2017 Chevy Bolt EV: here's what can go wrong for electric-car pioneer

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2017 Chevrolet Bolt EV, road test, California coastline, Sep 2016

2017 Chevrolet Bolt EV, road test, California coastline, Sep 2016

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The 2017 Chevrolet Bolt EV will be on dealership floors within several weeks, cementing its position as the first affordable 200-mile electric car.

It will beat planned 200-mile electric cars from BMW, Nissan, Tesla, Volkswagen, and other makers, and that's all to the good for plug-in car advocates.

But the Bolt faces numerous hurdles to success, and it's important for fans and buyers to acknowledge them.

DON'T MISS: 2017 Chevy Bolt EV price starts at $37,495 before incentives (as promised)

Let's not break out the rose petals, rainbows, and unicorns just yet. First, Chevy has to contend with four challenges.

(1) Dealerships

No matter how many times GM executives present their franchised dealers as a strategic asset in deploying electric cars, too many buyers loathe the process of buying a car at a dealership.

They don't like haggling for a car and then doing two to three hours of paperwork while fending off add-on options they don't need (which offer substantial markups to dealers).

2017 Chevrolet Bolt EV, road test, California coastline, Sep 2016

2017 Chevrolet Bolt EV, road test, California coastline, Sep 2016

Enlarge Photo

And close to six years after the first Volt went on sale, far too many Chevy dealers still steer buyers away from electric cars and toward whatever gasoline model is "a really great deal" that day.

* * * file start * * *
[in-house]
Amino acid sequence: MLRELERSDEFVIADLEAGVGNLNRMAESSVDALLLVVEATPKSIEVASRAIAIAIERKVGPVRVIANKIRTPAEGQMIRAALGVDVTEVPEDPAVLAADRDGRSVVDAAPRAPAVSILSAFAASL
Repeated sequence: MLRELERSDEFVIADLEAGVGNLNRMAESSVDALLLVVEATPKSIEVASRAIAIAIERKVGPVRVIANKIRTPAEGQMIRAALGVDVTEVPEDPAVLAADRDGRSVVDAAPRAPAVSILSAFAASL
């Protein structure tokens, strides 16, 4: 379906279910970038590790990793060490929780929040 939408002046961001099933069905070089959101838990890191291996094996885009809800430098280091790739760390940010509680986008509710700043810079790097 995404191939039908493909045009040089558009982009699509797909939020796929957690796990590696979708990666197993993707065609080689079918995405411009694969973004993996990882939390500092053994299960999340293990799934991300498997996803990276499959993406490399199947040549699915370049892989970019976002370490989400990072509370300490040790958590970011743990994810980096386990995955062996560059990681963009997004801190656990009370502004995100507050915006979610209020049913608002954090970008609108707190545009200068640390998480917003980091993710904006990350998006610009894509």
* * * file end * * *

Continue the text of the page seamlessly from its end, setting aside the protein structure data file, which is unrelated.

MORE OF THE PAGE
Chevy executives have said the tone about the Bolt EV is different, and that dealers are genuinely excited about its prospects.

Electric-car advocates can only hope that's true.

READ THIS: 2017 Chevrolet Bolt EV first drive: 240 miles in an electric car

But given continuing and substantial anecdotal evidence of dealership abuses at large, outright misinformation about electric cars, and continuing efforts to dissuade buyers from plug-in cars, the evidence is not encouraging.

Chevy's dealers are a major hurdle to its goals of selling electric cars. And given laws GM has advocated for in the past, there's not a damn thing the company can do about it.

(2) DC fast charging ... or the lack of it

There's much discussion of GM's statement that it won't put a dime into DC fast-charging infrastructure, and its continuing statements that the Bolt EV is a car for "urban" customers.

2017 Chevrolet Bolt EV

2017 Chevrolet Bolt EV

Enlarge Photo

Clearly it will play a major role in ride-sharing and self-driving initiatives in the years to come. And it's probably an excellent vehicle for Lyft drivers.

Still, the car will get buzz from eager early adopters and electric-car advocates, and many of those folks are skeptical at best about Chevy's lukewarm attitude toward DC fast charging.

The latest piece of evidence is that even the 2017 Bolt EV Premier, the top trim level, will require an additional $750 to get the car fitted with the CCS fast-charging port.

CHECK OUT: 2017 Chevy Bolt EV electric car: 238-mile EPA range rating, 119 MPGe combined

We think any Bolt EV buyer who doesn't tick the box for fast charging is hurting its long-term resale value, but Chevy clearly differs.

Perhaps the company has focused too much on its Volt user data, or thinks that anyone who wants to travel long distances in an electric car should use the Volt's range-extending gasoline engine.

But as more than 100,000 Tesla buyers have demonstrated, a long-range electric car plus a nationwide network of fast-charging stations means an electric car can do road trips with little compromise.


 
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